Railroad Safety for Photographers

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If I walked into your yard and just started taking photos, would you call the police or would you just ignore it?

If you have a studio and I waltzed in with my camera and models and started shooting my latest and greatest session, would you have me removed immediately?

Chances are that after initial shock wore off you would be calling the police and asking them to get me out of your studio or off of your property.

It might an extreme example, but realistically this is what happens when a photographer brings their client, props, and their camera onto railroad tracks to shoot.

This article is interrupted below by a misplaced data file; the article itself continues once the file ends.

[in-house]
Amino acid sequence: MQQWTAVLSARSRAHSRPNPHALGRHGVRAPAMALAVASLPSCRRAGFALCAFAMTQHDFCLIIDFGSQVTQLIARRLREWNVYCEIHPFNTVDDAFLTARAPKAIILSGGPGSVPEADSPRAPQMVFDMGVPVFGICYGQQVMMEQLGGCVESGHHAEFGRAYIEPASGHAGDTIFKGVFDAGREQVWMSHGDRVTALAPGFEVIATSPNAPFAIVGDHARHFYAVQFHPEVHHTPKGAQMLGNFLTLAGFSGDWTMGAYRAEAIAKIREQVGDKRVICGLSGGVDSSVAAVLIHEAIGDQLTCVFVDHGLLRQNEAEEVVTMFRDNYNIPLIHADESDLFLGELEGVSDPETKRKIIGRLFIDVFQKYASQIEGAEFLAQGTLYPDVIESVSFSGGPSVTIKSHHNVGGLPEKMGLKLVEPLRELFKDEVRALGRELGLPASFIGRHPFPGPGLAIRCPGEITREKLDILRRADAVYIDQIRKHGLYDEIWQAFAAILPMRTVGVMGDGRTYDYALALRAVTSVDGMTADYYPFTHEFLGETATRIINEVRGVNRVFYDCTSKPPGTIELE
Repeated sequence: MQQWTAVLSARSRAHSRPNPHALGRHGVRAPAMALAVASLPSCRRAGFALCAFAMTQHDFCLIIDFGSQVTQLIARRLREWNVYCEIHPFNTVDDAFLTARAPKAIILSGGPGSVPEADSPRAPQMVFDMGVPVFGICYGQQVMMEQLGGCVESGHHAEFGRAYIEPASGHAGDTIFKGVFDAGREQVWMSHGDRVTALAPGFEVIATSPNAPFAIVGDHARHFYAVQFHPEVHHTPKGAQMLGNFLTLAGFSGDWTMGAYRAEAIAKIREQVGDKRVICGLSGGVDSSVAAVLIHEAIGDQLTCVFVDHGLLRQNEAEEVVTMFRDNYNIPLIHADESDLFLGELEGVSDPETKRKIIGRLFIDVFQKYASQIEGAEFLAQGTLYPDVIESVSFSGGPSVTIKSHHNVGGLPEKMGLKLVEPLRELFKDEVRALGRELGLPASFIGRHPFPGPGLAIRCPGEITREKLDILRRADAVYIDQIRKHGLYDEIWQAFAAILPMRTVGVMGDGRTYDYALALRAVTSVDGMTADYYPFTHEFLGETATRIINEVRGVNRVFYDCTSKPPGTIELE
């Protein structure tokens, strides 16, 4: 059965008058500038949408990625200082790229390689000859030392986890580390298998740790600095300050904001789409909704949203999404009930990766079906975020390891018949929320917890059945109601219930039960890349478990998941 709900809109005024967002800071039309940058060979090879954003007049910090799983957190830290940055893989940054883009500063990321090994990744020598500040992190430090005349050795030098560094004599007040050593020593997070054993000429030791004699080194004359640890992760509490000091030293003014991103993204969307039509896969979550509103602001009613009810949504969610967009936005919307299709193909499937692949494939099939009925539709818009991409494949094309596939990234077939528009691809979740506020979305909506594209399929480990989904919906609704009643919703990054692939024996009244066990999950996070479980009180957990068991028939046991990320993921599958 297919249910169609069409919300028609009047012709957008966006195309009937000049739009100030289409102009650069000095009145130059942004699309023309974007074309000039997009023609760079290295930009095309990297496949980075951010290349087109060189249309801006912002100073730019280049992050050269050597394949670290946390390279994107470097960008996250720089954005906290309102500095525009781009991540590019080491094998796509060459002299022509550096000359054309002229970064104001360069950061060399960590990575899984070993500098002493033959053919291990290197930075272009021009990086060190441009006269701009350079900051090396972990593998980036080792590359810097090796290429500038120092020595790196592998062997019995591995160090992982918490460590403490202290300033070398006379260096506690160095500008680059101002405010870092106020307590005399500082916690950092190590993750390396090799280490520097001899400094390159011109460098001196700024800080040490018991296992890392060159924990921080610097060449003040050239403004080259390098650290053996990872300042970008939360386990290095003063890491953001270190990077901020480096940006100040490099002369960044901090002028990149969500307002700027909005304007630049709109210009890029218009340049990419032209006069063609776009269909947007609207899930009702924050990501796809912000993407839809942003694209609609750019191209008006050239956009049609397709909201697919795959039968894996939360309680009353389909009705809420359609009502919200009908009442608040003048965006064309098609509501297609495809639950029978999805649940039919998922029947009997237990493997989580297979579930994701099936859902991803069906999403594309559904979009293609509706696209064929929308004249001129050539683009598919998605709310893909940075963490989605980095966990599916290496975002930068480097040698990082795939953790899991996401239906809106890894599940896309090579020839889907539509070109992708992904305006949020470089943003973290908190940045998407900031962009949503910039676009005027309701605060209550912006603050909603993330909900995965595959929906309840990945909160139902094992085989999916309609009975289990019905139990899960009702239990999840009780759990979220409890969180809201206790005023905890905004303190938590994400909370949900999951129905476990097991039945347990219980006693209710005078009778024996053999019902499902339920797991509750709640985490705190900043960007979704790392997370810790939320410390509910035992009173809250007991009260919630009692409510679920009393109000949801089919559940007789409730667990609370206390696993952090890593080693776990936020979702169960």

Railroad tracks are private property. They are not public property. It is illegal to shoot on railroad tracks. You can see what your particular state says about even being on the tracks by going HERE.

You might say “Well, these tracks are abandoned”. Unused tracks are not abandoned. They are still owned by the railroad company and you are still trespassing.

Ignorance of the law will only get you so far when you are confronted by a police officer or a tragedy because you didn’t follow the law. It is virtually impossible for the railroad companies to cover every inch of track with signs that warn them that they are trespassing.

railway photography safety